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I’m Dudley Storey, the author of Pro CSS3 Animation. This is my blog, where I talk about web design and development with , and . To receive more information, including news, updates, and tips, you should follow me on Twitter or add me on Google+.

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Package Manufacturer Name Speed Cores Cache Price
AMD Opteron 6172 Twelve-Core 2.1GHz w/ 18MB Cache AMD Opteron 6172 2.1 GHz 12 18 MB $1,199.99
Intel Core™ i7-3960X Processor Extreme Edition 3.30GHz w/ 15MB Cache Intel Core i7-3960X 3.3 GHz 6 15 MB $1,049.99
Core™ i7-990X Processor Extreme Edition 3.46GHz w/ 12MB Cache Intel Core i7-990X 3.46 GHz 6 12 MB $899.99
Opteron 6168 Twelve-Core 1.9GHz w/ 18MB Cache Intel Opteron 6168 1.9 GHz 12 18 MB $849.99
Opteron 6134 Eight-Core 2.3GHz w/ 12MB Cache AMD Opteron 6134 2.3 GHz 8 12 MB $619.99
Core i7-3930K Processor, 3.20GHz w/ 12MB Cache Intel i7-3930K 3.2 GHz 6 12 MB $569.99

Make A Scrolling, Fade-In Shopping Table

css / tables

Estimated reading time: 1 minute, 45 seconds

Allowing elements to scroll inside a browser viewport is generally a bad design decision: users are likely to confuse the scrollbars on the inner element and the browser viewport, slowing speed and usability.

However there are rare occasions when scrolling might be considered for HTML elements. One such scenario is a shopping table, in which products or services with small but important distinctions are presented in rows.

In a future article, I’ll show you how to use JQuery to “stick” ; rows in the table, allowing easy comparison between products. In this section, I’ll present the markup and CSS for the table.

The code is fairly straightforward: a table header section (<thead>) with column headings, table body (<tbody>) containing the table data (different computer processors, in this case) and a table footer (<tfoot>). Rather oddly, the table footer is placed before the body in the code, but automatically appears underneath it in the browser. In this example, there is no data in the table footer, and its role is purely presentational.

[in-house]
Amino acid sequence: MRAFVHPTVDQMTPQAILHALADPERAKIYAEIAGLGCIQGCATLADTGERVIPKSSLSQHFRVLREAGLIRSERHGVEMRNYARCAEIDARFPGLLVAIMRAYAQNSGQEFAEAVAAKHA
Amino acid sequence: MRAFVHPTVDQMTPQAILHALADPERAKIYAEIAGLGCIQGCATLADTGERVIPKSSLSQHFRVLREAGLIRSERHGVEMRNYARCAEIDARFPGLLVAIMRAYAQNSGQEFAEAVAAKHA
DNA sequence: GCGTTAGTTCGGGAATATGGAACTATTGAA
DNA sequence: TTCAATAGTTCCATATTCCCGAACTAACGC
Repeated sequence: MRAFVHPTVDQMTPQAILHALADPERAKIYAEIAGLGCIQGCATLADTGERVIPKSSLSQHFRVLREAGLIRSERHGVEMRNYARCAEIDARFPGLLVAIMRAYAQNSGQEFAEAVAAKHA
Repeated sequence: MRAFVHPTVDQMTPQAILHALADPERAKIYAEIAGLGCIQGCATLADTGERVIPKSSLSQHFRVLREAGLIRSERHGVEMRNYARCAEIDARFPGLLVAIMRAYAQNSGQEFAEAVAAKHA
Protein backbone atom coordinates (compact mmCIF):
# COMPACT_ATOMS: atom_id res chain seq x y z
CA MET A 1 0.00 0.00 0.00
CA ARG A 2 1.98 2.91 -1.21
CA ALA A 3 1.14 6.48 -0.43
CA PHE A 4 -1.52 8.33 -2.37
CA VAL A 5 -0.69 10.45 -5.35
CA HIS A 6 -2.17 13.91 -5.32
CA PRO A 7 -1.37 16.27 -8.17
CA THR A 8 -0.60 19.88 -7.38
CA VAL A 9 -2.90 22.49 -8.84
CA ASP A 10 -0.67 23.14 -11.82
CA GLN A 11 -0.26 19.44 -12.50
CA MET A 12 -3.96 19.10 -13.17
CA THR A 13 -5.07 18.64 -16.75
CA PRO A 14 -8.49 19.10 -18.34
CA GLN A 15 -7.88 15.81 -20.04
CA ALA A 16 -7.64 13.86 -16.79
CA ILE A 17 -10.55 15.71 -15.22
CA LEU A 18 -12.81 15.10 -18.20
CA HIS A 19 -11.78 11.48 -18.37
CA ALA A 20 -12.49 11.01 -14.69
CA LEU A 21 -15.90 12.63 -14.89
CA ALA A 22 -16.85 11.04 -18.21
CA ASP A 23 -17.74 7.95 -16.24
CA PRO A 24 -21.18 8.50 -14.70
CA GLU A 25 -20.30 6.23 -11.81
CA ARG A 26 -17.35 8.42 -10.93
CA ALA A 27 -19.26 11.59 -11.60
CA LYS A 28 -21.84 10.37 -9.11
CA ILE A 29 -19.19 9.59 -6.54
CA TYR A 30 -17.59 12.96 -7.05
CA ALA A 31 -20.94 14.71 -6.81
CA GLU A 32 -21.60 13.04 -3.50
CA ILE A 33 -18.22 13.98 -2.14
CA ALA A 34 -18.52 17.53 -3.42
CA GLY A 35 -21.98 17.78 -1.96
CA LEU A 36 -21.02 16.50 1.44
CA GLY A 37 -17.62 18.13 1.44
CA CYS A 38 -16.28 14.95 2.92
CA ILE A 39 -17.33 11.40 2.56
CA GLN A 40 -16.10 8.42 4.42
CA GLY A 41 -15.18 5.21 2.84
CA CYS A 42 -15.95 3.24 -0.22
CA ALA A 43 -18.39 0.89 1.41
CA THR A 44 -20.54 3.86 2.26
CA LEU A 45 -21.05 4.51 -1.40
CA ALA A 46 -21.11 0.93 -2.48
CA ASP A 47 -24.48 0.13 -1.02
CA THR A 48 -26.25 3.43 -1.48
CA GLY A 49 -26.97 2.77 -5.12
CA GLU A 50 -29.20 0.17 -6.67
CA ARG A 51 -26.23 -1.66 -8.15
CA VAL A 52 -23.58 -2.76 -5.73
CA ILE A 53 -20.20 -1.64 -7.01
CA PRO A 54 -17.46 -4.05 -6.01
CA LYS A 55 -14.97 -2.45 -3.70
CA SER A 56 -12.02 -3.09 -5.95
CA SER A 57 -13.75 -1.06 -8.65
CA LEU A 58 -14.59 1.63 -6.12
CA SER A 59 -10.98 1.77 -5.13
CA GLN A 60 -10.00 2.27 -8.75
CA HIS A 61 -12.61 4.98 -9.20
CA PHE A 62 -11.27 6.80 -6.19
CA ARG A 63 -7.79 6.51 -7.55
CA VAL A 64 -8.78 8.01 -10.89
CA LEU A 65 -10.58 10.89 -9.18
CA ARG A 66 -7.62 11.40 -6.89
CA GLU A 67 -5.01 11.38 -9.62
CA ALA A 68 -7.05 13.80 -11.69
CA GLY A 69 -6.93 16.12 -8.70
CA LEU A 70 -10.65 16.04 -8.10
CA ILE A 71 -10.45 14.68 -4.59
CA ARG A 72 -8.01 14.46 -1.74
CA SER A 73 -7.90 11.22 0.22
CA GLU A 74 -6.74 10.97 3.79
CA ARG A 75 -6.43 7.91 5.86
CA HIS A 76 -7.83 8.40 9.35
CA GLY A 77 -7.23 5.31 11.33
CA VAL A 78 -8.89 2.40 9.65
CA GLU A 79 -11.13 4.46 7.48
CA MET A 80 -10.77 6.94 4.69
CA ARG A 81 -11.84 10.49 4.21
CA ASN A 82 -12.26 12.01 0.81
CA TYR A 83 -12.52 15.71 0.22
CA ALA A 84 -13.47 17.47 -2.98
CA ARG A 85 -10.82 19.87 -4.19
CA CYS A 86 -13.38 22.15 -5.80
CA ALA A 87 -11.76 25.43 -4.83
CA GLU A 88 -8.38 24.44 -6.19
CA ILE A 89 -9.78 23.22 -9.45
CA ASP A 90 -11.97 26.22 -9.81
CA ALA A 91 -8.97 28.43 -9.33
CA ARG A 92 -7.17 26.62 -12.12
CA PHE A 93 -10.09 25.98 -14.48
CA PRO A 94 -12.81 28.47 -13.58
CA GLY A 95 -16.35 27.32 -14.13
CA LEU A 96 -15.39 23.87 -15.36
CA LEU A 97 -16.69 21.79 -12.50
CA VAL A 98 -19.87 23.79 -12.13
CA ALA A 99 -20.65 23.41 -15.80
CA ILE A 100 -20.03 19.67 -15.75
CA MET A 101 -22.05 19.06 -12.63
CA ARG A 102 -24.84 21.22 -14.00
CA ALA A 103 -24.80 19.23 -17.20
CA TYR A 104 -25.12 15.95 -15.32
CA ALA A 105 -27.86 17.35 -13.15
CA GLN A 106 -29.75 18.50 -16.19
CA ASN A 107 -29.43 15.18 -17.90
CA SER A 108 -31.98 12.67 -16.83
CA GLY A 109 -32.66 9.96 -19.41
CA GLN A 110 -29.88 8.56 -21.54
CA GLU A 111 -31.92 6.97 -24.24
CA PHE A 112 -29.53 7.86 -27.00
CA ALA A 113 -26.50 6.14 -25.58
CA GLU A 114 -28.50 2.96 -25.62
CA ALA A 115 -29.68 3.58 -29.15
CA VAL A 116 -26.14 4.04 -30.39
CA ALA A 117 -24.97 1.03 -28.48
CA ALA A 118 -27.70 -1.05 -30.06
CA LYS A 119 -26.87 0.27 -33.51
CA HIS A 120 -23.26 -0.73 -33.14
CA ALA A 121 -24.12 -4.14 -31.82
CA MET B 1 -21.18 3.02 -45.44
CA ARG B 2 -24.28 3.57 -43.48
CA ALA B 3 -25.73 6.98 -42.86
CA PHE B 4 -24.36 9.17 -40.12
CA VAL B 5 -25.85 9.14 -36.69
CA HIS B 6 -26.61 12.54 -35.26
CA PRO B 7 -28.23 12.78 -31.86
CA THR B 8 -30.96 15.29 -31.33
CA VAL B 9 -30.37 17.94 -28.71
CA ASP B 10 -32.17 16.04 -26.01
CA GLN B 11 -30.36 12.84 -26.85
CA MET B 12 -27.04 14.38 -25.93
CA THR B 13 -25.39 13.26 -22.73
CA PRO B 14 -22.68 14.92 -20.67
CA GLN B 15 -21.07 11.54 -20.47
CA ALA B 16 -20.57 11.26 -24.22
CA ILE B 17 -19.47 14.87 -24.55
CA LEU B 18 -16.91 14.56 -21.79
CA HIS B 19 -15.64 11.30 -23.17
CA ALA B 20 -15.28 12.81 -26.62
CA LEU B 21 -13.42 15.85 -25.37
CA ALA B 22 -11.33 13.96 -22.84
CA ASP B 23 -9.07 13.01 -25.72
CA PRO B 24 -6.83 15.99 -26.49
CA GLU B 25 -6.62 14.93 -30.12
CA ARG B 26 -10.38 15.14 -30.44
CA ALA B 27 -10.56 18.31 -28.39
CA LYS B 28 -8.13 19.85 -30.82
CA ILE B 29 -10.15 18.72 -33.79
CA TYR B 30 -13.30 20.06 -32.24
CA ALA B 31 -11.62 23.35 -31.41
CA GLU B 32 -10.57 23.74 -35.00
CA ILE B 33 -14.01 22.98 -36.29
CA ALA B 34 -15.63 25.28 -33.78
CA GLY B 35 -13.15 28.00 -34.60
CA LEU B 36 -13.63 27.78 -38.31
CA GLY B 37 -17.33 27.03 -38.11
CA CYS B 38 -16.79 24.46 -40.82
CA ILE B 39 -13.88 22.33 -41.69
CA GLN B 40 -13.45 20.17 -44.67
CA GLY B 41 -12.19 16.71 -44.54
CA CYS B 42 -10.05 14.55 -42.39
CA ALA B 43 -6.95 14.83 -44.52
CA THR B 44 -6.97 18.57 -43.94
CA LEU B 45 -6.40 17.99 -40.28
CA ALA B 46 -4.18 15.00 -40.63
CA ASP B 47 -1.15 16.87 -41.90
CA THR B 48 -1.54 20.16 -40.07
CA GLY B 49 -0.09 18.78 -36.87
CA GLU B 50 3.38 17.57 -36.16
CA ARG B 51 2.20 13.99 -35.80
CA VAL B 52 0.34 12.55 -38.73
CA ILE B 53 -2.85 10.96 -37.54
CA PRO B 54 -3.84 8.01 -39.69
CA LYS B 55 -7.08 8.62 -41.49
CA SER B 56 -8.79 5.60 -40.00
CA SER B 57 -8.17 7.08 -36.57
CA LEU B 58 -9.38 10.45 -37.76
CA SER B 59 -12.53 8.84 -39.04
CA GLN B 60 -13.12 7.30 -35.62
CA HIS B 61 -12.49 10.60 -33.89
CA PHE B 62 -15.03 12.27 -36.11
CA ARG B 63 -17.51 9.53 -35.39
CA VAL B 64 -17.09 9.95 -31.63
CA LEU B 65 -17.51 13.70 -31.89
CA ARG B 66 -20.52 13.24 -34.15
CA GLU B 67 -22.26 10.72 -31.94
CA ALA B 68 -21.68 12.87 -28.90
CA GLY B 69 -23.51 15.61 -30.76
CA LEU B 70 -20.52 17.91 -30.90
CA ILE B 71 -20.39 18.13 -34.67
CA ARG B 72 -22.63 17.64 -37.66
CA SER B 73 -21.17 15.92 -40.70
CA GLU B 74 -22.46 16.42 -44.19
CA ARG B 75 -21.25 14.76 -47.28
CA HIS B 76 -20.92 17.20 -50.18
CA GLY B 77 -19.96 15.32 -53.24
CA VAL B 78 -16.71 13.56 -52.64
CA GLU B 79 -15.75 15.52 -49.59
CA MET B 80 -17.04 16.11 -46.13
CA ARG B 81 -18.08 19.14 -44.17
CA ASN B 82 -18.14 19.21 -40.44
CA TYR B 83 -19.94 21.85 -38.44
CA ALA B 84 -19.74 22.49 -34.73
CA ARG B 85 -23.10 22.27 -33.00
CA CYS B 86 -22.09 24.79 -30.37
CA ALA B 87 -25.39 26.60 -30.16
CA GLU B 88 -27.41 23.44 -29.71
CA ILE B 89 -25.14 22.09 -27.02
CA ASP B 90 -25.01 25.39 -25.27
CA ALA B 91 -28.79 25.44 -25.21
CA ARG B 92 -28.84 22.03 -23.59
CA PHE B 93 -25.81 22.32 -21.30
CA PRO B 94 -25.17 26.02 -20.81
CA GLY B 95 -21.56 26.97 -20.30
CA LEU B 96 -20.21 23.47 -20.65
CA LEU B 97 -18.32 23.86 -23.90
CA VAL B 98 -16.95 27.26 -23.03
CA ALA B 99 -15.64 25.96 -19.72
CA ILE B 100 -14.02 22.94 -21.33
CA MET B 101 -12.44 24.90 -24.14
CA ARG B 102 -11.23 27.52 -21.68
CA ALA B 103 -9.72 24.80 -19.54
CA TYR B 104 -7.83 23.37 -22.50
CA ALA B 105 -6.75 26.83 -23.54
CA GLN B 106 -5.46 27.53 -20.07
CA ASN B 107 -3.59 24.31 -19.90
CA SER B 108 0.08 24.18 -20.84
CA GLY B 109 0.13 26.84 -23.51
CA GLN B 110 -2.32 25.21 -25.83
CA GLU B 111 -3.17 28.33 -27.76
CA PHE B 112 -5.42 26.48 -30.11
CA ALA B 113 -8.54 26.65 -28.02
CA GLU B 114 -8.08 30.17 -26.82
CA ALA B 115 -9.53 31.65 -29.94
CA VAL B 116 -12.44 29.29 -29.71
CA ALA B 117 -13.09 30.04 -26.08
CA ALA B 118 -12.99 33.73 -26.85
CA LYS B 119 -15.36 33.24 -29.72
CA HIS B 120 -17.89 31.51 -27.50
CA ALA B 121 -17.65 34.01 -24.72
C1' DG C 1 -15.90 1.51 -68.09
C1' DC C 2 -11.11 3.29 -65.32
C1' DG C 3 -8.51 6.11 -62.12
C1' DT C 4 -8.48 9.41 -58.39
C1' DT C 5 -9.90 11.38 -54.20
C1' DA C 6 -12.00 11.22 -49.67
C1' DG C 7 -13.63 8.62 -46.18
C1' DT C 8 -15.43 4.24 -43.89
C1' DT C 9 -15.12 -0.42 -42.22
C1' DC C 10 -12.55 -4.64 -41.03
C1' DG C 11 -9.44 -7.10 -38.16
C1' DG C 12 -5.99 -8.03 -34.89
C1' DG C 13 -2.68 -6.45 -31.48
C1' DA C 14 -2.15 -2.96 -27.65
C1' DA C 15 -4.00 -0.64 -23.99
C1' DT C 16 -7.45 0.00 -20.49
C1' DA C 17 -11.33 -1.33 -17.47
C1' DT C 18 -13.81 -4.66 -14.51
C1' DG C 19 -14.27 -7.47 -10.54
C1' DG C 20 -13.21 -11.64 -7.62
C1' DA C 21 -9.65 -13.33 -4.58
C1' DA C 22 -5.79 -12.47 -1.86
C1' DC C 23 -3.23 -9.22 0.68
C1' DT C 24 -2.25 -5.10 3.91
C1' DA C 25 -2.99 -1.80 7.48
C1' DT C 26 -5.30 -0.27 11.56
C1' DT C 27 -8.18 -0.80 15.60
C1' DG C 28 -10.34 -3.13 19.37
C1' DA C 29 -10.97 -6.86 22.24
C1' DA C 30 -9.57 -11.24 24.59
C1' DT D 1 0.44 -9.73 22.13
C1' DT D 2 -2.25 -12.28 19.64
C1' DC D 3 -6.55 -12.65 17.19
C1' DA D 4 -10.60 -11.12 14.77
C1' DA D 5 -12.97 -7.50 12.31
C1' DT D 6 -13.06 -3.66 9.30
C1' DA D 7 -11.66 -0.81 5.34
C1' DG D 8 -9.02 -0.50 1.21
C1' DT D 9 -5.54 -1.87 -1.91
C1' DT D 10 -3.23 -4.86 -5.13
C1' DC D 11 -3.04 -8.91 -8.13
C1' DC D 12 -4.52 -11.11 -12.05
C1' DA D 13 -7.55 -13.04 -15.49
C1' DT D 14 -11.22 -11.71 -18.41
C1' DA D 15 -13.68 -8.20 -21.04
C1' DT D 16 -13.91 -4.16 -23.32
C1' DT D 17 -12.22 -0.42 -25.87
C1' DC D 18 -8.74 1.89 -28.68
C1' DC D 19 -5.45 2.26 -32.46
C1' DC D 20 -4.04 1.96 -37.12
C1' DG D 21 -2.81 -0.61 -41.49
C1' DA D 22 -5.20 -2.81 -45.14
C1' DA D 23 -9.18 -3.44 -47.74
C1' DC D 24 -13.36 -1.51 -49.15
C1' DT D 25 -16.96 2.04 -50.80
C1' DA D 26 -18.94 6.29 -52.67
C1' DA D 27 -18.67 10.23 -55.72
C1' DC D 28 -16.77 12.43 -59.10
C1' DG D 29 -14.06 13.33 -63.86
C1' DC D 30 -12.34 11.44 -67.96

<table>
<thead>
<tr>
<th>Package<th>Manufacturer<th>Name<th>Speed<th>Cores<th>Cache<th>Price
<tfoot>
<tr><td colspan=6>
<tbody>
<tr>
<td><img src=amd-opteron.jpg alt="AMD Opteron 6172 Twelve-Core 2.1GHz">
<td>AMD<td>Opteron 6172<td>2.1 GHz<td>12<td>18 MB<td>$1,199.99
<tr>
<td><img src=i7-3960X.jpg alt="Intel Core i7-3960X Processor">
<td>Intel<td>Core i7-3960X<td>3.3 GHz<td>6<td>15 MB<td>$1,049.99
</table>

The table header and footer both contain vertical gradients, white to transparent (reversed in the footer). The secret to getting the tbody element to scroll vertically is fourfold:

  1. Set the <tbody> to display: block;
  2. Constrain it to a specific height;
  3. Set overflow to auto;
  4. Hide the excess with overflow-x

The complete CSS code, albeit without vendor prefixes for the linear gradients:

table { border-collapse: collapse; box-sizing: border-box; }
td img { width: 100px; height: 100px; }
table, thead, tbody { display: block; position: relative; }
thead, tbody, tfoot { width: 700px; }
th, td { padding: 1.2rem; }
thead { background-image: linear-gradient(rgba(255,255,255,1) 70%, rgba(255,255,255,0)); z-index: 2; }
tbody { height: 270px; overflow: auto; overflow-x: hidden; margin-top: -20px; }
tfoot { background: linear-gradient(rgba(255,255,255,0) 30%, rgba(255,255,255,1));  position: absolute; bottom: 0; height: 20px; z-index: 3; }

The tbody is also given relative position in order to raise it under the table header element; the footer is absolute so that it can be placed on top of the tbody.

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